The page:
Many researchers elect to purchase recA mutant strains that are recombination-deficient. The recA repair system, which recombines homologous sequences, is disabled to increase clone stability. This mutation can hinder cell growth, however, so strains designed primarily for protein expression (e.g., BL21) do not include it.

Some DNA is particularly unstable, such as genes that exhibit secondary structure or contain long inverted repeats that may be deleted by E. coli DNA repair systems. To clone this type of DNA, researchers can obtain strains of competent cells that are deficient in systems such as UV repair (uvrC) and SOS (umuC).

Strains with mutations in endA, the gene encoding DNA-specific endonuclease I, exhibit reduced degradation of plasmid DNA, thus improving the yield and quality of DNA isolated from plasmid preparations. Because E. coli restricts (degrades) methylated DNA (most eukaryotic genomic or cDNA), it is imperative to use a strain in which these restriction systems (hsdSMR, mcrA, mcrBC, and mrr) are disabled when working with such nucleic acids. But if investigators want to generate unmethylated DNA, in order to use methylation-sensitive restriction enzymes, for instance, strains that lack dam or dcm activity can be useful.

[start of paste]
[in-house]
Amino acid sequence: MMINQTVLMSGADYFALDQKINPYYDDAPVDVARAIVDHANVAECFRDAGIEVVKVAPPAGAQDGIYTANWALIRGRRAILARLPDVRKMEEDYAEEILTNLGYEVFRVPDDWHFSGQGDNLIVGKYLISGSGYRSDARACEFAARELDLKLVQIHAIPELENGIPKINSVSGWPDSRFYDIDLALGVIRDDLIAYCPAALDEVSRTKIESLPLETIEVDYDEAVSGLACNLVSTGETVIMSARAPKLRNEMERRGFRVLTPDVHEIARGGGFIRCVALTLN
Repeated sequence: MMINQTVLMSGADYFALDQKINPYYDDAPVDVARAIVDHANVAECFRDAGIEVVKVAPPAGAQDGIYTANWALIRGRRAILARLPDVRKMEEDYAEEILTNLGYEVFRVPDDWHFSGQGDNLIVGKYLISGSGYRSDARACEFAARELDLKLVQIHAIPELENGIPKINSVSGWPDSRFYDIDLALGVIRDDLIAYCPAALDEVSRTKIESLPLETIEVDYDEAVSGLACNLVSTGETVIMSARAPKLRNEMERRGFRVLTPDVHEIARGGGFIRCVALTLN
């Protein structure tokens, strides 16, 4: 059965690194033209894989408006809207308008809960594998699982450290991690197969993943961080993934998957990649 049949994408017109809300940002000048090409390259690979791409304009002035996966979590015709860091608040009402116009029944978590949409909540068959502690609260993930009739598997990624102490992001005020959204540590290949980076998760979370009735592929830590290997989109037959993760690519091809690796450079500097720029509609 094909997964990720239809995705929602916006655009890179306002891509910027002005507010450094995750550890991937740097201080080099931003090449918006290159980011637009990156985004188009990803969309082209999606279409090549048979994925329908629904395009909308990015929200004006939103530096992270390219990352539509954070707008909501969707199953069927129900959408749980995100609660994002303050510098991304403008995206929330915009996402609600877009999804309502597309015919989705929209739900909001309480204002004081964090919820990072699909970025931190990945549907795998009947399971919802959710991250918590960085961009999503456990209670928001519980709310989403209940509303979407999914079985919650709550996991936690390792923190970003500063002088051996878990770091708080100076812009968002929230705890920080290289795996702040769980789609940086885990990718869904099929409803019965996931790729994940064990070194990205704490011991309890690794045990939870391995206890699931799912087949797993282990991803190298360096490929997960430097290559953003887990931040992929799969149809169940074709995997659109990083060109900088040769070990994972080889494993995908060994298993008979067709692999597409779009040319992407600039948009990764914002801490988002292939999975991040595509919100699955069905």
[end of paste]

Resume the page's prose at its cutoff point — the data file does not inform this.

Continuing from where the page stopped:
Other markers enable or disable bacteriophage infection. The tonA mutation, for instance, confers resistance to T1 and T5 bacteriophage and subsequent cell lysis. But strains harboring the F' plasmid, which enables infection with the M13 virus, are useful for generating single-stranded DNA or phage display libraries.



Courtesy of Doug Lundberg

In the glare of a scanning electron microscope, the tiny E. coli looks like a rod. Each cell measures about 2 μm × 1 μm.

Researchers who want to express recombinant proteins in competent cells should consider strains that are specially designed to overcome difficulties such as inactive or insoluble proteins, codon bias, and toxicity. These strains often include an inducible T7 promoter-based system, to churn out genes under the control of that genetic element. The BL21 strain is widely used because it naturally lacks certain proteases, such as lon and ompT. Additionally, a strain that is RNase-deficient is useful to prevent mRNA degradation.